How to Become a Casino Manager in 5 Steps

Research what it takes to become a casino manager. Learn about education requirements, job duties, median wages and job outlook to find out if this is the career for you. Schools offering Hotel & Restaurant Management degrees can also be found in these popular choices.

What is a Casino Manager?

A casino manager, also known as gaming manager, oversees the daily operations and staff within her or his facility. In this job, you may monitor the floor to make sure players aren't cheating, as well as to ensure dealers conduct games properly and to enforce house rules. Your administrative duties include hiring, training and evaluating staff, preparing work schedules and deciding what games to offer and at what odds. Consider the information in the following table to determine if a career as a casino manager is right for you.

Degree Required High school diploma or equivalent; some casinos require managers to have a college degree
Key Skills Communication, customer service, leadership, and math skills
Licensure RequiredVaries state to state
Job Growth (2014-2024)-1% change for all gaming managers*
Median Salary (2015) $68,380 for all gaming managers*

Source: *U.S. Bureau of Labor Statistics.

Step One: Obtain Gaming Employment

Casino managers typically start out in an entry-level position. You are most likely to find one at casinos in Nevada. Other opportunities are available on riverboat and racetrack casinos and at casinos on Native American reservations. At a minimum, most casinos prefer to hire entry-level workers who have a high school diploma or GED.

The U.S. Bureau of Labor Statistics (BLS) reported that approximately 131,900 people worked in the gaming services industry in 2014 (www.bls.gov). Of these, gaming and sports book writers and runners accounted for 11,500 jobs. Employment in the industry was projected to show little or no change from 2014-2024, but competition for jobs was expected to be intense.

Step Two: Complete a Training Program

You can access training in multiple forums, depending on your interests and location. For example, almost all casinos have an in-house training program. To provide this training, some casinos partner with community colleges and 4-year schools to offer certificate programs. However, some of the largest casinos own and operate training schools.

Whichever option you choose, you'll receive an overview of basic casino operations. Your program's content may address fundamentals like surveillance and security, floor management, casino marketing, gaming regulations and customer service. Training might also prepare you for specific positions, such as slot attendant, cashier or dealer.

Step Three: Obtain a Gaming License

All gaming workers, including casino managers, need to be licensed by a state casino control board, casino commission or other regulatory agency. You will need to meet the state's age threshold for licensing. Then, you'll provide a photo ID, pay a fee and pass a background check and drug test. Some states may only grant you a license if you're a resident.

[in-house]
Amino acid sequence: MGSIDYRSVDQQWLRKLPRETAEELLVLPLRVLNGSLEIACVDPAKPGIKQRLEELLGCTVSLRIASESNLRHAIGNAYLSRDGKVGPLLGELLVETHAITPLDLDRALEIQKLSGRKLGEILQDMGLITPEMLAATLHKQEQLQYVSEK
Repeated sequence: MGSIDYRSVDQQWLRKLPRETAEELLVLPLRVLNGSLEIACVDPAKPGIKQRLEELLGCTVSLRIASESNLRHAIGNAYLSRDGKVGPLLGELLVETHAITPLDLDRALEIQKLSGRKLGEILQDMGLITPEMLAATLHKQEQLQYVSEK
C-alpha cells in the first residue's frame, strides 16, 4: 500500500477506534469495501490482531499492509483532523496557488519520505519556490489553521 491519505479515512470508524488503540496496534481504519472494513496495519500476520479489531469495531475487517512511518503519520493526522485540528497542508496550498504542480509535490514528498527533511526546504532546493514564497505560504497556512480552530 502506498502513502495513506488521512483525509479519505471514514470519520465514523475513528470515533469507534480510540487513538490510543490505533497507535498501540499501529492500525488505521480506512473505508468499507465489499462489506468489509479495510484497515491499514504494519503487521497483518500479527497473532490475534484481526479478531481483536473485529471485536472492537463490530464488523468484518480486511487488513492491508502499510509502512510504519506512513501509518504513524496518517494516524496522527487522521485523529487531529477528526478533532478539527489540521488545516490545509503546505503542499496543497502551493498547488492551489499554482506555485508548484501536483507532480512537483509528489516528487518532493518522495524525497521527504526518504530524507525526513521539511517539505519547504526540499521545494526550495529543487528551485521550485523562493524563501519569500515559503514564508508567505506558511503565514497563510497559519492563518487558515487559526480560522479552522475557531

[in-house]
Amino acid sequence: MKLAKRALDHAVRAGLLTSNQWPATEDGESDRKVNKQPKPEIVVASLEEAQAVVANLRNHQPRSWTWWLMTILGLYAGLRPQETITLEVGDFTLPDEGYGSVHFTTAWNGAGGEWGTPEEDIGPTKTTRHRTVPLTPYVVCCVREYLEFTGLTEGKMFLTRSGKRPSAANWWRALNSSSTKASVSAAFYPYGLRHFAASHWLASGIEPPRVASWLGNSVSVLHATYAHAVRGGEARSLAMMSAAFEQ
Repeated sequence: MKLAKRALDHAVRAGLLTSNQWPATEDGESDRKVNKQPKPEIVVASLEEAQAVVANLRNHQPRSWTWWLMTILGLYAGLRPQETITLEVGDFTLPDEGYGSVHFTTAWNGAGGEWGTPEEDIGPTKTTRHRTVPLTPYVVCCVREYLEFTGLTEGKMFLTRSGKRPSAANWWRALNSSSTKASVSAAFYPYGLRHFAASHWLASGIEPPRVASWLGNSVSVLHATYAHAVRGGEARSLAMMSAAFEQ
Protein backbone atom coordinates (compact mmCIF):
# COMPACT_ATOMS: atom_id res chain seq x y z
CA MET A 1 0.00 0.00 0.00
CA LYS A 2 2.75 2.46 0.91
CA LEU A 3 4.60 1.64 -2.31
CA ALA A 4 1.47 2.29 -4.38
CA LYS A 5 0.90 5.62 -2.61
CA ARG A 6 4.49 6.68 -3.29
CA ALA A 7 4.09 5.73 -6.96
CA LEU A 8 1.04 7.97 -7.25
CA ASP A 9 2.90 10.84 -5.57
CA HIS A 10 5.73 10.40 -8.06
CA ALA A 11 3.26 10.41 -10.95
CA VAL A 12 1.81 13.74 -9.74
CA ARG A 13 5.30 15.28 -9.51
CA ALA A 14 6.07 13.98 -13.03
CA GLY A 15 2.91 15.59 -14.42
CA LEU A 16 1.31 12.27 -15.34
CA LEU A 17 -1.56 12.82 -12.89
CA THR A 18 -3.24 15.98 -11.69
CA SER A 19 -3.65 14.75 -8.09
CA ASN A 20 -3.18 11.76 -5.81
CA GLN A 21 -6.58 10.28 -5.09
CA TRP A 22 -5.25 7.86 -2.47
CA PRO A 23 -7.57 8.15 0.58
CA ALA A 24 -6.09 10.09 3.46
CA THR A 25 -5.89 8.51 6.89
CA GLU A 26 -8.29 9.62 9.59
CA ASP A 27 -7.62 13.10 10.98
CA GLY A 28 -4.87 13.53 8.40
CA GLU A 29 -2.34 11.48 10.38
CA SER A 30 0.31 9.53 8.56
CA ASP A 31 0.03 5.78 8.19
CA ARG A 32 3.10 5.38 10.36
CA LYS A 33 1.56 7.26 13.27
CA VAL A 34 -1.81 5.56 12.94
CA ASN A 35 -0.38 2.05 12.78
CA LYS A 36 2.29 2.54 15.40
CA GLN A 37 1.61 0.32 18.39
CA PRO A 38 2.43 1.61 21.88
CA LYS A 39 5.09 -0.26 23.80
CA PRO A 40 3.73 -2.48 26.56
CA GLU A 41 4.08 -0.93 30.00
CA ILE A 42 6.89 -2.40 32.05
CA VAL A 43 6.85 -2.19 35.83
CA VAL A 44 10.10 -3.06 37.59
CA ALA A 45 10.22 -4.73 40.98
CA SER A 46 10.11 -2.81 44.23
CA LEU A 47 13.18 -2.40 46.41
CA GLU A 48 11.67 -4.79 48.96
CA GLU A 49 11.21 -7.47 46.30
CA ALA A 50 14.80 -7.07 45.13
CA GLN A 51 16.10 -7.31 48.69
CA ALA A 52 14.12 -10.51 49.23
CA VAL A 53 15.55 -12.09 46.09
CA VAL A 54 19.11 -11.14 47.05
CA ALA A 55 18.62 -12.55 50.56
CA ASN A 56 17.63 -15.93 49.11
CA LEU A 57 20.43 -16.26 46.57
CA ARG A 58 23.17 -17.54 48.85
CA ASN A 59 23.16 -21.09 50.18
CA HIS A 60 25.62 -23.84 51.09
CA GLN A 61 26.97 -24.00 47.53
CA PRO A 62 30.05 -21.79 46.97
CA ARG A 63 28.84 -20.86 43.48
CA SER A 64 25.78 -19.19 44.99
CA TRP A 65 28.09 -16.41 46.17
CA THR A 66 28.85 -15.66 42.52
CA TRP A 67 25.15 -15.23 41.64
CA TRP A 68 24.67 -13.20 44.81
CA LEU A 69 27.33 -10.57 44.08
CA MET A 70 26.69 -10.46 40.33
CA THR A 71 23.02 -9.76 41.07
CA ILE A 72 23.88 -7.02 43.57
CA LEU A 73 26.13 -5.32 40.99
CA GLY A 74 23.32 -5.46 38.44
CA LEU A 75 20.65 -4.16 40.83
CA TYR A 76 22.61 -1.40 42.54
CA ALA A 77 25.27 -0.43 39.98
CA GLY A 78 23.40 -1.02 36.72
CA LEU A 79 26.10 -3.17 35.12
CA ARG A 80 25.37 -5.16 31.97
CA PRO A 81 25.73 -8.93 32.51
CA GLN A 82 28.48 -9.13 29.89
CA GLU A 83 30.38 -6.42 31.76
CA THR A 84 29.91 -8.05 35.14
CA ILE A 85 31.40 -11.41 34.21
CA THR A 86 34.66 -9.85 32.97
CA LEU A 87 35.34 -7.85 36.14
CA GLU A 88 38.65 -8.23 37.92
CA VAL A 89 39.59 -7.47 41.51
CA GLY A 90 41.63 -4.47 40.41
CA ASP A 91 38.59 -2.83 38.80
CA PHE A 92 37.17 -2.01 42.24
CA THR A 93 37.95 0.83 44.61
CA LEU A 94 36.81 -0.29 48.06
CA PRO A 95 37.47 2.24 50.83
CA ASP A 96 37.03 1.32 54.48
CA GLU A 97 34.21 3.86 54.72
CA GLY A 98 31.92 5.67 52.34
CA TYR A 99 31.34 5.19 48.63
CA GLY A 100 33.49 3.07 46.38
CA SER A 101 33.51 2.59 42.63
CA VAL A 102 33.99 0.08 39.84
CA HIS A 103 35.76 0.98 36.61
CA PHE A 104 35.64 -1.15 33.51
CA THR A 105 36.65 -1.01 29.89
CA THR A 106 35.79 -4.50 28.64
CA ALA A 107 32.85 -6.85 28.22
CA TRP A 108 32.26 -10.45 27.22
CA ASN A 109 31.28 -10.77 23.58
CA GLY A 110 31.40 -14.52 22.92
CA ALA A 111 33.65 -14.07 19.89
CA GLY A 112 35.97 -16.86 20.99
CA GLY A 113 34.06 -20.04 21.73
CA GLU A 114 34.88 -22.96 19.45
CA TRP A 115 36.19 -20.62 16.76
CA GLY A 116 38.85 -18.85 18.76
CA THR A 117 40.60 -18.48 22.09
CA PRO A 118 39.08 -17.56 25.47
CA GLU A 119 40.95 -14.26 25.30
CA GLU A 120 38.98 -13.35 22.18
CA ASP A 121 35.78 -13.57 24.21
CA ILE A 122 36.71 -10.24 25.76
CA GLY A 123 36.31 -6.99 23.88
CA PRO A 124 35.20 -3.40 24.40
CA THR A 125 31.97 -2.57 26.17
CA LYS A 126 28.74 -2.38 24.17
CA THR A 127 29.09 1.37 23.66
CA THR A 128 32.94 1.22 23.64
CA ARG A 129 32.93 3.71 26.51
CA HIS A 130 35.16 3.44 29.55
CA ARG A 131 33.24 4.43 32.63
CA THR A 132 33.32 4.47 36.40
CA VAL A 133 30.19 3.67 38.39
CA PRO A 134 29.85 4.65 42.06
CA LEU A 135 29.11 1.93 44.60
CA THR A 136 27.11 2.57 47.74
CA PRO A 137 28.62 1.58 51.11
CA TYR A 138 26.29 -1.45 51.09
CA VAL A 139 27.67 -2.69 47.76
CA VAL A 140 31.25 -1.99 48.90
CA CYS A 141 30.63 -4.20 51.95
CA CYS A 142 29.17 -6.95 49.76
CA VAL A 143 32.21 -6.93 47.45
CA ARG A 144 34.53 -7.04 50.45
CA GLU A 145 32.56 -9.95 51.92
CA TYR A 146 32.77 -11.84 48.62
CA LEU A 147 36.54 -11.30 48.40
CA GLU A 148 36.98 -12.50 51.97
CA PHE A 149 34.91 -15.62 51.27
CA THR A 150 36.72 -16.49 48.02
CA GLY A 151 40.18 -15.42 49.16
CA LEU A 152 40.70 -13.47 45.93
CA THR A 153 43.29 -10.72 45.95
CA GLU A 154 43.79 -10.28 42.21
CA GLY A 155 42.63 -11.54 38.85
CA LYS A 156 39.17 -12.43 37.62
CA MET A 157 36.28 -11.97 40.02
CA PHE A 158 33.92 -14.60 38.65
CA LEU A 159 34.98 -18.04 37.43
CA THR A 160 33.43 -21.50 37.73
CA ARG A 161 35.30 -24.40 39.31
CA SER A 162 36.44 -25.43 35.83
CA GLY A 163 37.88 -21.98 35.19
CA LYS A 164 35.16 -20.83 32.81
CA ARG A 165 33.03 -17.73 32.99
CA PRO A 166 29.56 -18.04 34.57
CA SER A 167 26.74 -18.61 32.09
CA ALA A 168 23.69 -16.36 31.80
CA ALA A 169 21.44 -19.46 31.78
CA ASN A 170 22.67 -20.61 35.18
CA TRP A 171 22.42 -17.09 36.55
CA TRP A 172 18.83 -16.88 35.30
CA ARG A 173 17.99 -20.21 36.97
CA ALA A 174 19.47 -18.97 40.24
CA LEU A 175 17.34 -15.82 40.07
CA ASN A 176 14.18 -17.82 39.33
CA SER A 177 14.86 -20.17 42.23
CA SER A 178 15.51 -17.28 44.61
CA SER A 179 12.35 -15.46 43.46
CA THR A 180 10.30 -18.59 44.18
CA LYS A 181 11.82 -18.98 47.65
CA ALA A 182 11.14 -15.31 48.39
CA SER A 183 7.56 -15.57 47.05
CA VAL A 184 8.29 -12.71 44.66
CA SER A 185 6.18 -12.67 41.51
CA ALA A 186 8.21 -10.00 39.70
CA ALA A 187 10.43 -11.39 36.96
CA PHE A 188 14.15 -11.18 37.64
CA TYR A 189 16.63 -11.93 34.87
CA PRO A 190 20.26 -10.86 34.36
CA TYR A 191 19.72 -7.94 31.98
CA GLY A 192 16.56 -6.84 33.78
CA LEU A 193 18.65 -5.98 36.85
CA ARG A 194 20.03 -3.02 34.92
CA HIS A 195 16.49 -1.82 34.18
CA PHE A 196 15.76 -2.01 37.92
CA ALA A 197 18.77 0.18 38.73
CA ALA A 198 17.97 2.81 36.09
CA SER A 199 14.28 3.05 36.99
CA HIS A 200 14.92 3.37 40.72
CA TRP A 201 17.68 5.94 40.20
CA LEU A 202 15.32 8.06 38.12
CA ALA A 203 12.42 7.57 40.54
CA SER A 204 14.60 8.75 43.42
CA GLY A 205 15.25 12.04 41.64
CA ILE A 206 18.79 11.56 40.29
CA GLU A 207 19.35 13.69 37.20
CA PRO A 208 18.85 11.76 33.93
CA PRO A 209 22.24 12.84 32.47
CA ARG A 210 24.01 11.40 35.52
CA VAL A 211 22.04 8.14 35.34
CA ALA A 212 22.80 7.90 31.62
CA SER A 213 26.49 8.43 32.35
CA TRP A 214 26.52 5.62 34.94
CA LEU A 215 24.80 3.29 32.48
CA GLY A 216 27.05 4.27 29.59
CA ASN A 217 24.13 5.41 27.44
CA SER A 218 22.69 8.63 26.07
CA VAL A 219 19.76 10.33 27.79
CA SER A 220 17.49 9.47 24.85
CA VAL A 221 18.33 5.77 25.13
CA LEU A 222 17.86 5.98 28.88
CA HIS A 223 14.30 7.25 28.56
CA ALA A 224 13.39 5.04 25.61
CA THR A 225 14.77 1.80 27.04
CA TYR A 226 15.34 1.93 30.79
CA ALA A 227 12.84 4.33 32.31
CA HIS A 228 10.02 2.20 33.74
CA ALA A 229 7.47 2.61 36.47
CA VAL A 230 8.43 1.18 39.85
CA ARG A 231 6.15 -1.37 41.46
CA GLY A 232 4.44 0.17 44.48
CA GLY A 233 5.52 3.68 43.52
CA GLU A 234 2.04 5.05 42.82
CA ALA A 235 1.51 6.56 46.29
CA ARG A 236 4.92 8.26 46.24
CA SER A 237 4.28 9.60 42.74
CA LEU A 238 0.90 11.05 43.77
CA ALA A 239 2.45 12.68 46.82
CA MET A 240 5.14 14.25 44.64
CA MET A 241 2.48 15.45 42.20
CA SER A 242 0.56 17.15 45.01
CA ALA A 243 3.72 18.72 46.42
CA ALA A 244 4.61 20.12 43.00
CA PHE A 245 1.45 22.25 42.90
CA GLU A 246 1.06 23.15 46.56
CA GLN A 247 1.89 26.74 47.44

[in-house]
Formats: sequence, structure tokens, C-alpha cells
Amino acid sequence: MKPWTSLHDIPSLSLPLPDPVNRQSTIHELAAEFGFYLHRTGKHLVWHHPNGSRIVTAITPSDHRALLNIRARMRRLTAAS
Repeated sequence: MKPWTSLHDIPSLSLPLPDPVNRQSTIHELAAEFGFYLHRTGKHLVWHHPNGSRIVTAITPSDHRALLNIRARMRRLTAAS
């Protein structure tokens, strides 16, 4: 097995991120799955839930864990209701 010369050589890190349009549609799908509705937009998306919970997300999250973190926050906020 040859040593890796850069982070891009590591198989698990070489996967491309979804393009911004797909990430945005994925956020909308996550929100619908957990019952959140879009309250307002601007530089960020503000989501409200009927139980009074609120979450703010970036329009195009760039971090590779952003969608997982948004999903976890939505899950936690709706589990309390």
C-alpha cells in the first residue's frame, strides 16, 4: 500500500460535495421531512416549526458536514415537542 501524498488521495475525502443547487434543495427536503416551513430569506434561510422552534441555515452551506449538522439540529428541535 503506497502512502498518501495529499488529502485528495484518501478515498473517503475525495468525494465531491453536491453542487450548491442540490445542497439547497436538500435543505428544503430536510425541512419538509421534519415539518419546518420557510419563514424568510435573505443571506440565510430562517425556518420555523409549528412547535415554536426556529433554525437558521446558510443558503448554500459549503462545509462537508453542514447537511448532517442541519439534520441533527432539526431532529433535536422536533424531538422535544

Step Four: Earn an Associate's Degree or Bachelor's Degree

An associate's degree or bachelor's degree isn't required to become a casino manager, but earning a degree can help you acquire a stronger base of casino knowledge to supplement what you learn through direct experience. Degree programs adapt general business and management concepts to the casino environment as well as explore gaming-specific subjects. Possible course topics include internal casino organization and interactions, casino accounting and human resources management. You may also study food and beverage management, public relations and the gaming industry's social and economic impact on society. Associate's degrees may be earned in two years and bachelor's degrees in four years.

Step Five: Advance Your Career

Your willingness and ability to learn new jobs will influence how far you advance. A slot attendant can rise to become a slot floor supervisor, for example; however, to move beyond that, you should become a dealer for the various table games including poker, blackjack, craps, roulette and baccarat. From there you could rise to the managerial level. Sometimes aspiring casino managers advance by changing jobs to successively larger and more popular casinos. According to the BLS, gaming dealers held 94,900 jobs, while gaming supervisors held 22,640 jobs and gaming managers held 3,950 jobs as of 2015. Employment of casino managers was expected to decrease by one percent between 2014-2024.

What Are Some Related Alternative Careers?

An individual interested in a career in the gaming or hospitality industries may consider becoming a gaming surveillance officer or a lodging manager. Both of these careers typically require only a high school diploma or GED. Lodging managers work at hospitality businesses such as hotels. Gaming surveillance officers monitor casinos to enforce rules and laws.

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